Newly-found samples of kawazulite found in gold mines in the Czech Republic shows properties of being a topological insulator, and may in fact have a higher quality than made-made ones.
In search of materials that display these properties, Gehring and his colleagues examined a natural sample of kawazulite, which contains bismuth, tellurium, selenium and sulphur, found at a former gold mine in the Czech Republic. Lab-made samples of kawazulite have already been shown to be topological insulators, but no one had checked for the property in natural samples.
The team cleaved off single crystalline sheets 0.7 millimetres wide and applied the standard test for a topological insulator: photoelectron spectroscopy. This involves measuring the properties of electrons dislodged when ultraviolet light is fired at a material’s surface. Their results confirm that the electrons’ energy and momentum distribution matches predictions for a topological insulator.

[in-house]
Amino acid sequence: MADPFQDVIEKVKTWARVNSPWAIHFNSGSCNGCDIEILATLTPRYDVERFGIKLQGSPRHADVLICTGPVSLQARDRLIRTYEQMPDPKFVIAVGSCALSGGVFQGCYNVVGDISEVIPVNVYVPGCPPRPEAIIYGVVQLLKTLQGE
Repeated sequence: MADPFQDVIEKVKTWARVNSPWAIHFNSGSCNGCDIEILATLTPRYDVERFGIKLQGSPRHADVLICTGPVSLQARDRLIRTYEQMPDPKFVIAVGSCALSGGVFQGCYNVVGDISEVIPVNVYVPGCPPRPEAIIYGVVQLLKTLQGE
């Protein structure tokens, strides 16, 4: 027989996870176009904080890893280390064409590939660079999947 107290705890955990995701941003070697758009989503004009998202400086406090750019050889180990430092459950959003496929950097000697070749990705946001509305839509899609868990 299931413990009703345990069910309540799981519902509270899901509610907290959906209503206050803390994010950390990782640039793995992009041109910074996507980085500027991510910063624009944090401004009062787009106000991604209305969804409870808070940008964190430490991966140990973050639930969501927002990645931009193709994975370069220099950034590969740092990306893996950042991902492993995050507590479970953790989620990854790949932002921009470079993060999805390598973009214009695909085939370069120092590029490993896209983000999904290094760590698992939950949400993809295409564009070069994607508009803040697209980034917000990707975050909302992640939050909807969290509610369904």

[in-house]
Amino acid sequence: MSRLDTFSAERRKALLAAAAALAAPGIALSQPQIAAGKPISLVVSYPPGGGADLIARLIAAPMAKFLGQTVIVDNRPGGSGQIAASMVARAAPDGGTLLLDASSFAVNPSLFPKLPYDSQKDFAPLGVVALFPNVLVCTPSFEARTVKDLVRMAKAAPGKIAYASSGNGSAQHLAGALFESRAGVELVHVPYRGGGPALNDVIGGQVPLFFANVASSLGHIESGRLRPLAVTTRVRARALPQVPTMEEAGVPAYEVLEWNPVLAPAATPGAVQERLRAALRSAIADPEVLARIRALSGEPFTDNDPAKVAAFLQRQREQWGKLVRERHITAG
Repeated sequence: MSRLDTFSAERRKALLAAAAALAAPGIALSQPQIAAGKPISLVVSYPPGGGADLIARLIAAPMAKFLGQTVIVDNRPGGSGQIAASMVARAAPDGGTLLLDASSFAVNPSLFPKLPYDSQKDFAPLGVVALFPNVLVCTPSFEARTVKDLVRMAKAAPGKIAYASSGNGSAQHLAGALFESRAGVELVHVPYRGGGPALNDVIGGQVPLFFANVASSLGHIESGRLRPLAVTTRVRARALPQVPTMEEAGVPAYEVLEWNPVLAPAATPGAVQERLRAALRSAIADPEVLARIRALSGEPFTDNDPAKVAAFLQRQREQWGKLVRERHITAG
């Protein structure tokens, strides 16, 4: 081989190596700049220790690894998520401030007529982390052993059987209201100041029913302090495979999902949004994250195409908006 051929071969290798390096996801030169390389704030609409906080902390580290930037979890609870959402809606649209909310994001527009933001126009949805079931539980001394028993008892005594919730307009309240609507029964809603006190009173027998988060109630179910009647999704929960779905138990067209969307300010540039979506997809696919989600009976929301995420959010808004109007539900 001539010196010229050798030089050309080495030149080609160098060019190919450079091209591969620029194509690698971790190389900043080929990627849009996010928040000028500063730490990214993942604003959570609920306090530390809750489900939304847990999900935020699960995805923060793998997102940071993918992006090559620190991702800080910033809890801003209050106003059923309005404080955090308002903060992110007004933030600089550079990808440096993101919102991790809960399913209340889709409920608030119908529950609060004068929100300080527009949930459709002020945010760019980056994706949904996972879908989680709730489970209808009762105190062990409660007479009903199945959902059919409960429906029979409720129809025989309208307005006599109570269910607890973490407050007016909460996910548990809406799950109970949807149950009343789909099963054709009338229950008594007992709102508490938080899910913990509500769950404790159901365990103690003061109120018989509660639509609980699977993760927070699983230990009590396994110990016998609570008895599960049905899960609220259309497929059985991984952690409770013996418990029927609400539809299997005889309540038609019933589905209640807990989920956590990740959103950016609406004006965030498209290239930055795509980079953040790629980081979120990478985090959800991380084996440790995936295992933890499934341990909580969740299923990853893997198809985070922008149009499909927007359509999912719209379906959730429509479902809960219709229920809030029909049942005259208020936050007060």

Feng Liu, a materials scientist at the University of Utah in Salt Lake City, notes that the team’s natural sample contains fewer structural defects than its lab-made counterparts, reducing unwanted conduction in the bulk. “It may turn out to be cheaper to use a natural supply of topological insulators,” says Liu.
Obviously, these material are not in such high demand right now. But wait till something useful can be made out of these things.